Section: New Results

Qualitative methods for inverse scattering problems

Identifying defects in an unknown background using differential measurements

Participants : Lorenzo Audibert, Houssem Haddar.

With Alexandre Girard, we developed a new qualitative imaging method capable of selecting defects in complex and unknown background from differential measurements of farfield operators: i.e. far measurements of scattered waves in the cases with and without defects. Indeed, the main difficulty is that the background physical properties are unknown. Our approach is based on a new exact characterization of a scatterer domain in terms of the far field operator range and the link with solutions to so-called interior transmission problems. We present the theoretical foundations of the method and some validating numerical experiments in a two dimensional setting [10] . This work is based on the generalized formulation of the Linear Sampling Method with exact characterization of targets in terms of farfield measurements that has been introduced in [1] .

The Factorization Method for a Cavity in an Inhomogeneous Medium

Participants : Houssem Haddar, Shixu Meng.

With F. Cakoni we considered the inverse scattering problem for a cavity that is bounded by a penetrable anisotropic inhomogeneous medium of compact support where on is interested in determining the shape of the cavity from internal measurements on a curve or surface inside the cavity. We derived a factorization method which provides a rigorous characterization of the support of the cavity in terms of the range of an operator which is computable from the measured data. The support of the cavity is determined without a-priori knowledge of the constitutive parameters of the surrounding anisotropic medium provided they satisfy appropriate physical as well as mathematical assumptions imposed by our analysis. Numerical examples were given showing the viability of our method [7] .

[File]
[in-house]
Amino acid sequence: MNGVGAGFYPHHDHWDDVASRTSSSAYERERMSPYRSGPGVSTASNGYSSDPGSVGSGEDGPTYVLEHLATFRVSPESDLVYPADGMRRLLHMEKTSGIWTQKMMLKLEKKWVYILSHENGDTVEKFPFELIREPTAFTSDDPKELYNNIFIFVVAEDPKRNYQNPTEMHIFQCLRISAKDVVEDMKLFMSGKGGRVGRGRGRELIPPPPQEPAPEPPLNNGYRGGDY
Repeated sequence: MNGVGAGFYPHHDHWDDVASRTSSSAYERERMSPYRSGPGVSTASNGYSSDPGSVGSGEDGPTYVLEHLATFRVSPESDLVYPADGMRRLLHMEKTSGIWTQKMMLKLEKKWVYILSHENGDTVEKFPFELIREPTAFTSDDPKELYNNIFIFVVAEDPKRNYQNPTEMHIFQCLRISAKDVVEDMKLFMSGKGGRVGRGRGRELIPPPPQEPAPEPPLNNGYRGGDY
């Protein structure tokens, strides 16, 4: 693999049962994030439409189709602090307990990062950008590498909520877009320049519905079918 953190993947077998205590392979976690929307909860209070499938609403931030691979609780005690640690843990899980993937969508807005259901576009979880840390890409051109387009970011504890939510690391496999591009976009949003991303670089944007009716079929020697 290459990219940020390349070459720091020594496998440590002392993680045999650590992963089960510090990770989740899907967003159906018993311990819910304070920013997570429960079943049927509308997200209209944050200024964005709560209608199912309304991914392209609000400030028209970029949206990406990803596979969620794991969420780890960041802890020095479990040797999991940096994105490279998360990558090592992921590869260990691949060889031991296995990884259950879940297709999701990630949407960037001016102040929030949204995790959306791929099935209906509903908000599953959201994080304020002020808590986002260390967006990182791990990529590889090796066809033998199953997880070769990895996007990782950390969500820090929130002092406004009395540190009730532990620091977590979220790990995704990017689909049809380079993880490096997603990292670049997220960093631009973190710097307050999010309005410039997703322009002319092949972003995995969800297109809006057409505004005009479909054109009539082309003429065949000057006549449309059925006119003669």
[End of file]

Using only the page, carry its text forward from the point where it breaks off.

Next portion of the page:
Asymptotic analysis of the transmission eigenvalue problem for a Dirichlet obstacle coated by a thin layer of non-absorbing media

Participant : Houssem Haddar.

With F. Cakoni and N. Chaulet we considered the transmission eigenvalue problem for an impenetrable obstacle with Dirichlet boundary condition surrounded by a thin layer of non-absorbing inhomogeneous material. We derived a rigorous asymptotic expansion for the first transmission eigenvalue with respect to the thickness of the thin layer. Our convergence analysis is based on a Max–Min principle and an iterative approach which involves estimates on the corresponding eigenfunctions. We provided explicit expressions for the terms in the asymptotic expansion up to order 3 [3] .

Boundary Integral Equations for the Transmission Eigenvalue Problem for Maxwell's Equations

Participants : Houssem Haddar, Shixu Meng.

In this work, we considered the transmission eigenvalue problem for Maxwell's equations corresponding to non-magnetic inhomogeneities with contrast in electric permittivity that changes sign inside its support. Following the approach developed by Cossonnière-Haddar in the scalar case, we formulate the transmission eigenvalue problem as an equivalent homogeneous system of boundary integral equation and prove that assuming that the contrast is constant near the boundary of the support of the inhomogeneity, the operator associated with this system is Fredholm of index zero and depends analytically on the wave number. Then we show the existence of wave numbers that are not transmission eigenvalues which by an application of the analytic Fredholm theory implies that the set of transmission eigenvalues is discrete with positive infinity as the only accumulation point. This is a joint work with F. Cakoni.